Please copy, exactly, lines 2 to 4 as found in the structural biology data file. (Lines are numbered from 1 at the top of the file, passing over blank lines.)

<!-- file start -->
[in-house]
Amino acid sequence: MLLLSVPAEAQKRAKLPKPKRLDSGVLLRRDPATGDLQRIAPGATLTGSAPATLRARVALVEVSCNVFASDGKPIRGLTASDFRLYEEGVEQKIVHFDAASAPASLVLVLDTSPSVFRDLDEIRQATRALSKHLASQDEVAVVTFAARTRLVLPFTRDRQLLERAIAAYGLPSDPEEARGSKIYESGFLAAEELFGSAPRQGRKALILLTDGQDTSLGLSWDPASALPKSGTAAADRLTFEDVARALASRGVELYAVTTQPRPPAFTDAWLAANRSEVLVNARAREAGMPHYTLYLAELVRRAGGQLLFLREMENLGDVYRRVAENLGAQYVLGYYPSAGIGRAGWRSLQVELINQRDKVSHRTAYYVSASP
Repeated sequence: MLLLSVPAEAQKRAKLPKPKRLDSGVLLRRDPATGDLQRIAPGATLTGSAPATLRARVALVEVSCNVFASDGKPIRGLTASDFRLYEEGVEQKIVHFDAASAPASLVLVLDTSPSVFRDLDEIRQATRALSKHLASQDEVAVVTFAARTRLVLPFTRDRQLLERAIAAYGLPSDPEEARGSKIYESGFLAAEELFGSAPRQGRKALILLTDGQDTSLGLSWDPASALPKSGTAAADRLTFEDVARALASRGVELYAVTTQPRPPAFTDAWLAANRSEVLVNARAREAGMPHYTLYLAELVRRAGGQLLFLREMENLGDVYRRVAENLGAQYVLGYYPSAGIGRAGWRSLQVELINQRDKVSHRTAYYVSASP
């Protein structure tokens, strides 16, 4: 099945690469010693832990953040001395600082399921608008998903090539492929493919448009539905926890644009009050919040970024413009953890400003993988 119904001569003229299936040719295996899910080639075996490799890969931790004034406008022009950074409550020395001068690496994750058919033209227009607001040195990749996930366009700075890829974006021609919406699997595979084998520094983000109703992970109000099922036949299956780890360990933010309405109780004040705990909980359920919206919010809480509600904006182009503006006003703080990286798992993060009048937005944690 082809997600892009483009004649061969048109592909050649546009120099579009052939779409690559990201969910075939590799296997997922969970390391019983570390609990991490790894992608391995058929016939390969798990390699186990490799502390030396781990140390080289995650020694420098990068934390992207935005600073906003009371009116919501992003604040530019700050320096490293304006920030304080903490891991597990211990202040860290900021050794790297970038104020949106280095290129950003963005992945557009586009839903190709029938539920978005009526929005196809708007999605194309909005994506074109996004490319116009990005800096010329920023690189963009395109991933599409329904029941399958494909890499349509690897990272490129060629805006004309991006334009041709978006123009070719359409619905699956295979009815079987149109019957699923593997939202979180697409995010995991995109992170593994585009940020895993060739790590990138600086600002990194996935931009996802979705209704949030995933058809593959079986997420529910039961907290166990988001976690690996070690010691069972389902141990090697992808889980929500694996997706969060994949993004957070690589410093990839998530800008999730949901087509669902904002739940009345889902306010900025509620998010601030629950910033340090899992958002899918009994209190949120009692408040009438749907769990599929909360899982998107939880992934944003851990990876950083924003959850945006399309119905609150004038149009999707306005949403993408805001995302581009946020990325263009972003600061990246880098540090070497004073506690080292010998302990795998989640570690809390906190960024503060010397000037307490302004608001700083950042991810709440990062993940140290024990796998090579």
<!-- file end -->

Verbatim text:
Amino acid sequence: MLLLSVPAEAQKRAKLPKPKRLDSGVLLRRDPATGDLQRIAPGATLTGSAPATLRARVALVEVSCNVFASDGKPIRGLTASDFRLYEEGVEQKIVHFDAASAPASLVLVLDTSPSVFRDLDEIRQATRALSKHLASQDEVAVVTFAARTRLVLPFTRDRQLLERAIAAYGLPSDPEEARGSKIYESGFLAAEELFGSAPRQGRKALILLTDGQDTSLGLSWDPASALPKSGTAAADRLTFEDVARALASRGVELYAVTTQPRPPAFTDAWLAANRSEVLVNARAREAGMPHYTLYLAELVRRAGGQLLFLREMENLGDVYRRVAENLGAQYVLGYYPSAGIGRAGWRSLQVELINQRDKVSHRTAYYVSASP
Repeated sequence: MLLLSVPAEAQKRAKLPKPKRLDSGVLLRRDPATGDLQRIAPGATLTGSAPATLRARVALVEVSCNVFASDGKPIRGLTASDFRLYEEGVEQKIVHFDAASAPASLVLVLDTSPSVFRDLDEIRQATRALSKHLASQDEVAVVTFAARTRLVLPFTRDRQLLERAIAAYGLPSDPEEARGSKIYESGFLAAEELFGSAPRQGRKALILLTDGQDTSLGLSWDPASALPKSGTAAADRLTFEDVARALASRGVELYAVTTQPRPPAFTDAWLAANRSEVLVNARAREAGMPHYTLYLAELVRRAGGQLLFLREMENLGDVYRRVAENLGAQYVLGYYPSAGIGRAGWRSLQVELINQRDKVSHRTAYYVSASP
């Protein structure tokens, strides 16, 4: 099945690469010693832990953040001395600082399921608008998903090539492929493919448009539905926890644009009050919040970024413009953890400003993988 119904001569003229299936040719295996899910080639075996490799890969931790004034406008022009950074409550020395001068690496994750058919033209227009607001040195990749996930366009700075890829974006021609919406699997595979084998520094983000109703992970109000099922036949299956780890360990933010309405109780004040705990909980359920919206919010809480509600904006182009503006006003703080990286798992993060009048937005944690 082809997600892009483009004649061969048109592909050649546009120099579009052939779409690559990201969910075939590799296997997922969970390391019983570390609990991490790894992608391995058929016939390969798990390699186990490799502390030396781990140390080289995650020694420098990068934390992207935005600073906003009371009116919501992003604040530019700050320096490293304006920030304080903490891991597990211990202040860290900021050794790297970038104020949106280095290129950003963005992945557009586009839903190709029938539920978005009526929005196809708007999605194309909005994506074109996004490319116009990005800096010329920023690189963009395109991933599409329904029941399958494909890499349509690897990272490129060629805006004309991006334009041709978006123009070719359409619905699956295979009815079987149109019957699923593997939202979180697409995010995991995109992170593994585009940020895993060739790590990138600086600002990194996935931009996802979705209704949030995933058809593959079986997420529910039961907290166990988001976690690996070690010691069972389902141990090697992808889980929500694996997706969060994949993004957070690589410093990839998530800008999730949901087509669902904002739940009345889902306010900025509620998010601030629950910033340090899992958002899918009994209190949120009692408040009438749907769990599929909360899982998107939880992934944003851990990876950083924003959850945006399309119905609150004038149009999707306005949403993408805001995302581009946020990325263009972003600061990246880098540090070497004073506690080292010998302990795998989640570690809390906190960024503060010397000037307490302004608001700083950042991810709440990062993940140290024990796998090579």